We were up at 6am after an adequate night’s sleep. Porridge for breakfast again (the milk was sour though) plus scrambled eggs and bread. The World Service woke us up with the news that Robert Maxwell had died due to natural causes. My arse. It was more like the fat sod fell overboard from his yacht because he could not see his feet. My left knee was aching in the way that my right knee had ached in France. I put the support on it.
We picked up our passports and were away by 7.35am. We climbed out of Boumaine Dades onto a long straight road onto a gently rising, barren plain. The air was cool enough almost to the point of being cold. But, the sun quickly overcame the nip in the air. The road was quiet with only occasional lorries passing by us but not much else.
A few crumbling Kasbahs lined the route and before long we rode into Tinerhir, a town which looked as though it was developing rapidly judging by the number of building sites in it. We stopped at a ‘Ziz’ garage and filled our fuel bottles with ‘Super’ petrol to see if this would stop our cookers blocking up with carbon, which had become a problem.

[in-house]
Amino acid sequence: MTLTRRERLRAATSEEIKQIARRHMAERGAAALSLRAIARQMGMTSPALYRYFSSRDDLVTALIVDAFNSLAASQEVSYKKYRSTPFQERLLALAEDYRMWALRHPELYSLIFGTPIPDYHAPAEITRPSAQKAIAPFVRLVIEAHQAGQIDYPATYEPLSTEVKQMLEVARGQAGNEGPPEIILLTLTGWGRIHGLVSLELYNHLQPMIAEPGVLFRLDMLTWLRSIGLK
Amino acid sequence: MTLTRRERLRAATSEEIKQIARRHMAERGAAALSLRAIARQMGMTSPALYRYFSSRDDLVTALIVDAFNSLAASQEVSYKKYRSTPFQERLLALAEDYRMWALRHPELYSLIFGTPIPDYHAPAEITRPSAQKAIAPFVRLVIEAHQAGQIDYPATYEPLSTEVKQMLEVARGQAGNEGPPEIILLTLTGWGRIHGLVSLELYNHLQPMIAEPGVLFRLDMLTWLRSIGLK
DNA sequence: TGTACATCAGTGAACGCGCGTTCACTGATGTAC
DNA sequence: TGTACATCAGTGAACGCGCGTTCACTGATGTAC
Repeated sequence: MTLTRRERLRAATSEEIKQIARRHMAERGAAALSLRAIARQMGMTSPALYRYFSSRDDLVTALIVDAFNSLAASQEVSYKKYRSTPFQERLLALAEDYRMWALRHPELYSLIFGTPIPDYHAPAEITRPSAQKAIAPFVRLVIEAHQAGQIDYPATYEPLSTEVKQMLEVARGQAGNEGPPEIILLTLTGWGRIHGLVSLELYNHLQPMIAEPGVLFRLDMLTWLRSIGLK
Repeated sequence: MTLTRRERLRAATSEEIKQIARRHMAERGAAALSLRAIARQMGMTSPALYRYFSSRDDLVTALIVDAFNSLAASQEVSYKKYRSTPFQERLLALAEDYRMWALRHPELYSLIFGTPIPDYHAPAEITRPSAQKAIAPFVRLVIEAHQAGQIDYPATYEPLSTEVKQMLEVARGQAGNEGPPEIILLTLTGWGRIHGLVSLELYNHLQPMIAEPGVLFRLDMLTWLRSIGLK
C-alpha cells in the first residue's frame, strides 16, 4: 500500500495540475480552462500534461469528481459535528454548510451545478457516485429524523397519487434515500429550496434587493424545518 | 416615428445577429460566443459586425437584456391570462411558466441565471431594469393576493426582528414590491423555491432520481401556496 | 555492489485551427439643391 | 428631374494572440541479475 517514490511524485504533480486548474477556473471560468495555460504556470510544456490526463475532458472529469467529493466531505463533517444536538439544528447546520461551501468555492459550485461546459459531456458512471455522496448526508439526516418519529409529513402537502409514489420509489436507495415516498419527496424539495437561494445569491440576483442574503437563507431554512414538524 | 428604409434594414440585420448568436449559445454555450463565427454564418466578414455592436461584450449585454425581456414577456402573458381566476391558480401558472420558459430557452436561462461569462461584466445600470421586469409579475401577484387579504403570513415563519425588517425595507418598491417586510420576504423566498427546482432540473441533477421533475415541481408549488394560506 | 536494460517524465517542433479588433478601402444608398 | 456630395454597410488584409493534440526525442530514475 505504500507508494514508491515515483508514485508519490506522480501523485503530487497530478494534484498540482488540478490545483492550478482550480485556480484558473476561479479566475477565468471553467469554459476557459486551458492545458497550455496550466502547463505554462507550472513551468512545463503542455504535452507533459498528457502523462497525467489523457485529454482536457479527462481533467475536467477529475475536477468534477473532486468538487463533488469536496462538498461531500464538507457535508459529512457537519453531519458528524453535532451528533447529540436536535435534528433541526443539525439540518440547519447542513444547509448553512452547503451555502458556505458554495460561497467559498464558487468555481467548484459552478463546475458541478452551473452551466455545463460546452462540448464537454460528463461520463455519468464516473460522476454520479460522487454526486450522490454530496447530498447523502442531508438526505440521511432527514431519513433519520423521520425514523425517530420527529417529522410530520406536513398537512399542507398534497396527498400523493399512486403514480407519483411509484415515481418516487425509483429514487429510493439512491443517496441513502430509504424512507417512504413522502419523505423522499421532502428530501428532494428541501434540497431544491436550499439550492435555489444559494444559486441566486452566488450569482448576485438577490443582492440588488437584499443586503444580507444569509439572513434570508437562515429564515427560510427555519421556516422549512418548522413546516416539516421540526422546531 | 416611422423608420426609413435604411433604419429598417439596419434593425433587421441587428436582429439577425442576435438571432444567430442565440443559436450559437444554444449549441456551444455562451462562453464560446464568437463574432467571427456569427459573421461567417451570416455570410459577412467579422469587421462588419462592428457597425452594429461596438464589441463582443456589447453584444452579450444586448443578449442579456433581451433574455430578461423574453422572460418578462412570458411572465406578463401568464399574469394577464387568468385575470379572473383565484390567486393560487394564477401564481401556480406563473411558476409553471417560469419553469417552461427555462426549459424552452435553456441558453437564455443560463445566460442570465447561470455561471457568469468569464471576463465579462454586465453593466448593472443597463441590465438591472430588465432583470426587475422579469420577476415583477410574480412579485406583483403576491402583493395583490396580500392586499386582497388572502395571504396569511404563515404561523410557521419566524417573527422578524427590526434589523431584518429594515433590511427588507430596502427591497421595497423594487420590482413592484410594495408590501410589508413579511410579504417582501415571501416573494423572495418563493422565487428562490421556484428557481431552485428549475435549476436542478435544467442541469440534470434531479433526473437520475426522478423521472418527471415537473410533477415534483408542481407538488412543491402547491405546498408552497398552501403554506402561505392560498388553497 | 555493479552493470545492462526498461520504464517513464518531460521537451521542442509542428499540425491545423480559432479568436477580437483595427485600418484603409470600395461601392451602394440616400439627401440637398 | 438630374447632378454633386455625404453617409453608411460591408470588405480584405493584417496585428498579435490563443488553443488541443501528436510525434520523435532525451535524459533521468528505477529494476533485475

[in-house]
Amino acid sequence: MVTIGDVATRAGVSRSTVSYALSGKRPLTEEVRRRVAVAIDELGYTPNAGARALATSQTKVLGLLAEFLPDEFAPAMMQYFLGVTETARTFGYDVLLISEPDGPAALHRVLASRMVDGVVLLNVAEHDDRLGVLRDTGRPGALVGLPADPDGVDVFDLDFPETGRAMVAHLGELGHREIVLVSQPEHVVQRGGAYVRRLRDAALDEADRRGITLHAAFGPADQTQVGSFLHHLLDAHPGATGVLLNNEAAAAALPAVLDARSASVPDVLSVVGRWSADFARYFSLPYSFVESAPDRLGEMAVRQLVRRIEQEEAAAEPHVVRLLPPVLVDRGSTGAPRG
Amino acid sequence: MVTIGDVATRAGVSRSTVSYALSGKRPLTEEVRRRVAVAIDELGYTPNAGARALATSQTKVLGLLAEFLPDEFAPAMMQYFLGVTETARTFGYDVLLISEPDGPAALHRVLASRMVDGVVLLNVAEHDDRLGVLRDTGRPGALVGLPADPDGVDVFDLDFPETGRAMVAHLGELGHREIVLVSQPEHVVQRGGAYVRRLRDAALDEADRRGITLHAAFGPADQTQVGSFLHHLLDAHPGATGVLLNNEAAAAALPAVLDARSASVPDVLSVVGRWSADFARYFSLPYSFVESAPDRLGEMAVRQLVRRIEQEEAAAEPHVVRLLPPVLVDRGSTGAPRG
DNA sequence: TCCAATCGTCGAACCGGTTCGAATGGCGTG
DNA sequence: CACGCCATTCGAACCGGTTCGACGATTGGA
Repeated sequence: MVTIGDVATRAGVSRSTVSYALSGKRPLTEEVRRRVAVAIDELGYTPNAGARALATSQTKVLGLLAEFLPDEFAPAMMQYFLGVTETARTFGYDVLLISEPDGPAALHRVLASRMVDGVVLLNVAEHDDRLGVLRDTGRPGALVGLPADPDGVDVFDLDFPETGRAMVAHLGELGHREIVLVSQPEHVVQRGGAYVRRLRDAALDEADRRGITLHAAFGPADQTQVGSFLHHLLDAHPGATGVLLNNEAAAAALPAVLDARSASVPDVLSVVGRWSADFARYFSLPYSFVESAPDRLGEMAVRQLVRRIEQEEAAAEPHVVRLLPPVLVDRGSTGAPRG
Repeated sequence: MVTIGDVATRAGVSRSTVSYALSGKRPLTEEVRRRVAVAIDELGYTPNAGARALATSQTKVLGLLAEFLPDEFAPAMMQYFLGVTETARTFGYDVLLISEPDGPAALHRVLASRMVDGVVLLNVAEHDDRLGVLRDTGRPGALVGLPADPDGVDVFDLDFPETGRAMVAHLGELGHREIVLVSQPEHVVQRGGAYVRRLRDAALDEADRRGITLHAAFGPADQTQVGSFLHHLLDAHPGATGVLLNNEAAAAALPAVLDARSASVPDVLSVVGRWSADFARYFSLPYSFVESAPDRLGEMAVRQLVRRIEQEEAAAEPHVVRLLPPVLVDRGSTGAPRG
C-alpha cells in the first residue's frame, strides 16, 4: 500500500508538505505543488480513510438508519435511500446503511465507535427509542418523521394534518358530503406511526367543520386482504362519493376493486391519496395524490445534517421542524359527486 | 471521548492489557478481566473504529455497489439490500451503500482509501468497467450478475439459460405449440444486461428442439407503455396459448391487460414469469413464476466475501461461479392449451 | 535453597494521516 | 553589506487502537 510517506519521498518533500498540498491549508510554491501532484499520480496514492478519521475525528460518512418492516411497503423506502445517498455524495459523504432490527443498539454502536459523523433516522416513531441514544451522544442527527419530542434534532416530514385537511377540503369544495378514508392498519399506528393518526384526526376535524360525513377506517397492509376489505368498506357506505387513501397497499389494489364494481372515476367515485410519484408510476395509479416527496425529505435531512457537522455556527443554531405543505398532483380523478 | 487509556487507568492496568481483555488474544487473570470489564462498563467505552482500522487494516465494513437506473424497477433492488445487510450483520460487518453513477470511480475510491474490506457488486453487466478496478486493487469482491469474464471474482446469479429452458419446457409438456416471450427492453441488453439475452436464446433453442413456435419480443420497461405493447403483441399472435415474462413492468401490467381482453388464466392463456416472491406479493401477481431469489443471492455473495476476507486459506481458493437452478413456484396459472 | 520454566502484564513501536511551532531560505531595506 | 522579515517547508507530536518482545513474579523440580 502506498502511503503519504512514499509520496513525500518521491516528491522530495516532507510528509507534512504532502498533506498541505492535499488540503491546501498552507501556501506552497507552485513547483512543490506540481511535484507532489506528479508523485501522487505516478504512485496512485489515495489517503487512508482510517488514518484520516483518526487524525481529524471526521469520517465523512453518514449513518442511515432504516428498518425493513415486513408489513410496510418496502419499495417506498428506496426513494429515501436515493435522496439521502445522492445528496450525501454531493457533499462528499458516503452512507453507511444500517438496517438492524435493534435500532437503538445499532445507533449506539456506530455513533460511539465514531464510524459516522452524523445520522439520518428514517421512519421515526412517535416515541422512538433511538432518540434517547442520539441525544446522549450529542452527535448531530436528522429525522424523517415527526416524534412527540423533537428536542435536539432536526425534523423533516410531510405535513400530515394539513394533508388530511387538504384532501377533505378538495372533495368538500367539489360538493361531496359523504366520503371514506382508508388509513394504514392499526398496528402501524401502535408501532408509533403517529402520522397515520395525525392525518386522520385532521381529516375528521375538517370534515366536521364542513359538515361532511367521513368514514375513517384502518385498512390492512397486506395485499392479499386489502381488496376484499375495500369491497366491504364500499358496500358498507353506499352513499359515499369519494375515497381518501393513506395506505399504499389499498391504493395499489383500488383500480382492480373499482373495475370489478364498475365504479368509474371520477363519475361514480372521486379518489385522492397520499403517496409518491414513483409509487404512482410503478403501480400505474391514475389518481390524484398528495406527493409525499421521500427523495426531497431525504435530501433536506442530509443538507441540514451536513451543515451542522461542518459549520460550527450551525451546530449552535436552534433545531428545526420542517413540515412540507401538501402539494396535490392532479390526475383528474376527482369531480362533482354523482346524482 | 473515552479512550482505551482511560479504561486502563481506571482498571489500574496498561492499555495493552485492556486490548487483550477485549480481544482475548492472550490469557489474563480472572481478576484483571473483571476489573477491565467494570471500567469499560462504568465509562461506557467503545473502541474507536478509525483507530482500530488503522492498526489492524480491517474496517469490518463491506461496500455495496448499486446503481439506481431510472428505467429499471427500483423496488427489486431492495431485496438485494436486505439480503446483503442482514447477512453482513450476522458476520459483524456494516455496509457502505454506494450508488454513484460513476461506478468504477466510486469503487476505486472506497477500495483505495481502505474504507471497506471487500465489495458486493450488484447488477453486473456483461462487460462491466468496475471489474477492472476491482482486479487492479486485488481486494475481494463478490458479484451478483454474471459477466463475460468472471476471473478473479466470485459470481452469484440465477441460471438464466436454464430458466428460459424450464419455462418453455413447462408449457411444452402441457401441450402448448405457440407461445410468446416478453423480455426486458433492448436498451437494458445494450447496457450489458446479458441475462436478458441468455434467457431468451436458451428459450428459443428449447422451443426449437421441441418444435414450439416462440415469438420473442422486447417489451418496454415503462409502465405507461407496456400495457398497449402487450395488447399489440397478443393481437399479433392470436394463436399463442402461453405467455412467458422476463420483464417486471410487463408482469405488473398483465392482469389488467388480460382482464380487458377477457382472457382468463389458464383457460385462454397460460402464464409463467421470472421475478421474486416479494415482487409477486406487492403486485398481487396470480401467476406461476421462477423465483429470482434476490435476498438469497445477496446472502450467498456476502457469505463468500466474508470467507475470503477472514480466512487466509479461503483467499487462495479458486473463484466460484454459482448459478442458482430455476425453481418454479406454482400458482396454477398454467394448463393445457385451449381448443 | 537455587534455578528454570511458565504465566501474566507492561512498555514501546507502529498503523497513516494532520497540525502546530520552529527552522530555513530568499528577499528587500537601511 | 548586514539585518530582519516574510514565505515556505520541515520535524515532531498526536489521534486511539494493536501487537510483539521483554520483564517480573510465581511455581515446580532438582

We found the town centre, had a cold drink and shopped around for lunch with people staring at us, as usual. Soon, we left, cycling towards the Todra Gorge some 14 kms away (we had not realised it was this far away when we set off). The ride up involved a couple of steep climbs, but otherwise the ascent into the gorge was steady.
Nevertheless, it was hot and sweaty work. In the villages on the way up, the kids were troublesome, throwing stones and waving sticks at us or swinging rope pretending to whip us. We adopted scare tactics with the catapult which had a temporary effect and enabled us to get by them without any direct hits.
The entrance to the gorge was well hidden. We rounded a bend as we came off the tarmac and, suddenly, we were in the depths of this beautiful gorge. It is spectacular with sheer, light red coloured rock on either side of you in the narrow opening. A small river flowed in the base of the gorge. We had to ford the river a few times on the way up, stopping to take photos of each other as we crossed. It was great fun and gave us a sense of adventure that we had not had for a few days.